What makes me an American is a set of ideals insisting that all of us are created equal and that we all share the freedom and an obligation to speak out and secure our most cherished values for the next generation. I am today a proud warrior with my handmade crown that was earned, not given. I raise my voice loud and proud for those whose families have migrated, for the minority, and for those in the margins who were discarded as another dismal statistic. I aspire to continue to fight for my hard-won American dream, yet to be fully realized. I am today a proud warrior in the American tradition. My handmade crown—like Liberty’s—was earned through tenacious struggle, not a birthright.
Kheira Sage Keams, Arizona:
I am a Navajo born and raised in Chandler, Arizona. Throughout my schooling, I have been identified as a Mexican, Hawaiian, or Filipino. I would correct them, and they are usually amazed. Teachers would normally question me and ask for clarification on lessons regarding Native Americans in Arizona, even though I had no clue about other tribes and knew little about my Navajo tribe. I would share what I learned from my father and Cheii (grandfather) with my teachers and fellow students. Being raised off the reservation gives me a far greater opportunity to learn about our multi-culturally diverse world. I share that with my cousins who live in the Navajo Nation and in return they share and teach me what they experience on the reservation.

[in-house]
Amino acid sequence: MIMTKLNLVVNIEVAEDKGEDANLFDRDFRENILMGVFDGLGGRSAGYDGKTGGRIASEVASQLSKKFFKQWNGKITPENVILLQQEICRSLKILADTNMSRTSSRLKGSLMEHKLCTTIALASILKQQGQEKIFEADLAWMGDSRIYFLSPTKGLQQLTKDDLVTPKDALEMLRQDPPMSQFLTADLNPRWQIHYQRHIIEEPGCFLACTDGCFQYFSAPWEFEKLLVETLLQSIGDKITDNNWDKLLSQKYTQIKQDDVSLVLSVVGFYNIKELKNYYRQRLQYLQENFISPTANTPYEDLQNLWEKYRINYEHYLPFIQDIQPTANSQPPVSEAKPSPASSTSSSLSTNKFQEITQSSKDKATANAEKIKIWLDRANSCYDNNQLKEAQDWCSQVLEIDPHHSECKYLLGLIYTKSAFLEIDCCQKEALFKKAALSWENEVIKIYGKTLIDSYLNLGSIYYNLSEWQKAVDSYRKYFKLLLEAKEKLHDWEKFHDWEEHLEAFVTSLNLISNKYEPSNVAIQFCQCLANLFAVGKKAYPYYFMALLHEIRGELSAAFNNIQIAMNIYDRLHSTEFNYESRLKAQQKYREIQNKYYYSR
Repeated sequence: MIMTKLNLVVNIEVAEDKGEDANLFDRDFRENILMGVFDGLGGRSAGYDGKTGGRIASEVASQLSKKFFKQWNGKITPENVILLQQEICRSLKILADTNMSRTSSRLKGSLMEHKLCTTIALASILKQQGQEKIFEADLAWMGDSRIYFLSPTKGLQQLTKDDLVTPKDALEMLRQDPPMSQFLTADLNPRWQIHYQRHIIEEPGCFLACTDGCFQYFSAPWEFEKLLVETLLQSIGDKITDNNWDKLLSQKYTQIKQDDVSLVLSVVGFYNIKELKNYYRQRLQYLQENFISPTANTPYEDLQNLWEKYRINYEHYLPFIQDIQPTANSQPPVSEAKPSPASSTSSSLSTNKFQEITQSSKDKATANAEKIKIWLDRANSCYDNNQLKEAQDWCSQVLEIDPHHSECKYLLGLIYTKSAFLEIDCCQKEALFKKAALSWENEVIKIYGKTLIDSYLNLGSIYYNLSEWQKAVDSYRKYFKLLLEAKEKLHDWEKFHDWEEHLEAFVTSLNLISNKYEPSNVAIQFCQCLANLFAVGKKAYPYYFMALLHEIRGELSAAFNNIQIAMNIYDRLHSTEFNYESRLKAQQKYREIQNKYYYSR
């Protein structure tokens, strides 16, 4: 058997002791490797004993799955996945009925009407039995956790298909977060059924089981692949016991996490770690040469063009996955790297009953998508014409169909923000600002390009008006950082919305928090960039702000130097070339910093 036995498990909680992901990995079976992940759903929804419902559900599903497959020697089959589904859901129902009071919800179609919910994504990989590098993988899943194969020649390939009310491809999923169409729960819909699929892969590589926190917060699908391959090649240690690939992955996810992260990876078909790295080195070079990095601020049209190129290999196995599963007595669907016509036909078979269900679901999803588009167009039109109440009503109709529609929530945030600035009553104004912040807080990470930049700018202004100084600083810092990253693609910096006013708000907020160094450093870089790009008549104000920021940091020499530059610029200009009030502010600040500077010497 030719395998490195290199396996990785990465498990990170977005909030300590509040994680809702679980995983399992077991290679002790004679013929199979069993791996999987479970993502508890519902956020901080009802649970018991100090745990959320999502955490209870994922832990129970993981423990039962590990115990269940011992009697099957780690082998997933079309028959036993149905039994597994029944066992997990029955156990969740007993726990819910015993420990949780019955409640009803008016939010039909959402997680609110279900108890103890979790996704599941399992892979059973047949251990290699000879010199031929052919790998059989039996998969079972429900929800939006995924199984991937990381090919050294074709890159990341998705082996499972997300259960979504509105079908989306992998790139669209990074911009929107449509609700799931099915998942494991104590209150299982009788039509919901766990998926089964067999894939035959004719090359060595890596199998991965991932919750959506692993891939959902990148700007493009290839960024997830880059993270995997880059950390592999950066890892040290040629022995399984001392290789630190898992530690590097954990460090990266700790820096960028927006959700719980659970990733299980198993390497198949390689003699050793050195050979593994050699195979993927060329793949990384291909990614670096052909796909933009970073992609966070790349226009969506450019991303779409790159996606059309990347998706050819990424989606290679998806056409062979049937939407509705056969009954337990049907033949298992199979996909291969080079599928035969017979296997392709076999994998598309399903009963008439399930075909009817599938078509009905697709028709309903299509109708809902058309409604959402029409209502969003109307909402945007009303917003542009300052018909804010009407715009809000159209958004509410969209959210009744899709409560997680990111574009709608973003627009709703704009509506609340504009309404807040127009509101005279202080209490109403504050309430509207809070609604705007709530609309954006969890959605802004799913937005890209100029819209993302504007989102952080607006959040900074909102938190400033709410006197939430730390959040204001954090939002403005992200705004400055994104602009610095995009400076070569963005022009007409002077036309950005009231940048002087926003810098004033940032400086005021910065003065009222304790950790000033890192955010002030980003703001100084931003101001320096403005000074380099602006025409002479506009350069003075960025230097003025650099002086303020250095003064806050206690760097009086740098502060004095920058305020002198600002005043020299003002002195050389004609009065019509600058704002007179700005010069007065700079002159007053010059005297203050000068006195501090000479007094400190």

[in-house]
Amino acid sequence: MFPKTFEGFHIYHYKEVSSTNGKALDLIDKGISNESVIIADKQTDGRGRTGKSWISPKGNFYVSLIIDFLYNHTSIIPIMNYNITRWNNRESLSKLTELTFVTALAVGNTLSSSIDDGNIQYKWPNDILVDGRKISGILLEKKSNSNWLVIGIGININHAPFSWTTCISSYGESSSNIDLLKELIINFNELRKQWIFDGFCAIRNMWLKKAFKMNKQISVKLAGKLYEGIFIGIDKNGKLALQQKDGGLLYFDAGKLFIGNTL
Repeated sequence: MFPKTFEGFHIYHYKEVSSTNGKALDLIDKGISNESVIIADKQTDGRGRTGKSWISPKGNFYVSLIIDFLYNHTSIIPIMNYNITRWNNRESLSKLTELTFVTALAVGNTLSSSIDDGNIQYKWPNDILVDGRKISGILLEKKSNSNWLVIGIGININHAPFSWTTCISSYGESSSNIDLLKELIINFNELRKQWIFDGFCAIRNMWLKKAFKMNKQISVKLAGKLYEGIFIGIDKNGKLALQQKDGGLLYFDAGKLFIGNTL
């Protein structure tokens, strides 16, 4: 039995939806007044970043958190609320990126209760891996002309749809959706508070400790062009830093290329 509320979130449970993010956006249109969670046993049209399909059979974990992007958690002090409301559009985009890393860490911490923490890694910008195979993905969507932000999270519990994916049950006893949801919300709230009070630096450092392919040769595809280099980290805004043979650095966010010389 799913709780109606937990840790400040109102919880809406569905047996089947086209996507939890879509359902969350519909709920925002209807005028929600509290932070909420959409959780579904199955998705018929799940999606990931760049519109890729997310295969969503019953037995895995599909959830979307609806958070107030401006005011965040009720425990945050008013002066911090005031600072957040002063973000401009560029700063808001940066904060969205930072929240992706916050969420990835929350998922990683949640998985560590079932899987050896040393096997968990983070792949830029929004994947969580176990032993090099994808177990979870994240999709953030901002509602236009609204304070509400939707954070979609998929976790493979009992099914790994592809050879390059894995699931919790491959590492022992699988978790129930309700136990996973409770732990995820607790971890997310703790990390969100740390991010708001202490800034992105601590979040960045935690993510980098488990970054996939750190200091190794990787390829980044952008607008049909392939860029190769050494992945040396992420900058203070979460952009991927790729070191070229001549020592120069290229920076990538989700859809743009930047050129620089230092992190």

Kalia Lai, California:
My identity as an Asian American has always felt complicated and isolating. When I was younger, it was the little things, like how hair chalk wouldn’t work in my black hair because it was designed with a white audience in mind. Now, after learning about discrimination against Chinese Americans in the past and how anti-Asian racism has surged during the COVID-19 pandemic, embracing my Americanness comes with the understanding that there’s still a lot of progress to make. I cannot and would not change my ethnicity, but being an Asian American woman certainly influences the way I live my life. Given the racism and inequity that still exist today, I think being an American means advocating for everyone to be treated justly.
Andrew Lamb, Oregon:
As Americans, it is really easy to ignore our privilege and forget how lucky we are to be born and raised in such a great country. Millions from all over the world have immigrated to America. Just imagine leaving your country, family, and home just for a shot at the American dream. That is what my great, great grandfather George Lambropoulous did. In 1946, during the Civil War in Greece, George, who was only 19 at the time, took only a suitcase and $600 dollars and made his voyage to Ellis Island where his last name was shortened to Lamb. He ended up in Salt Lake City, Utah with only $20. He started his own restaurant that still stands to this day, Lamb’s Grill.
Masako Yang, California:
Born in the San Francisco Bay Area, I fortunately grew up free of any outright racism and took my civil liberties for granted my whole life. When COVID-19 hit the United States in March, however, I became self-conscious of my black hair, dark eyes, and even my name. My Asian heritage, a constant source of pride, suddenly became a recipe for confusion, embarrassment, and guilt. If I walk down the street, would people judge or fear me for my appearance? I felt an inexplicable need to apologize for my family origin. However, I soon realized that the guilt was self-imposed and self-perpetuated. I will break away from my internally perceived racism. After all, I am a proud first generation Asian American in the land of equality.
Additional reflections will be shared in the months ahead.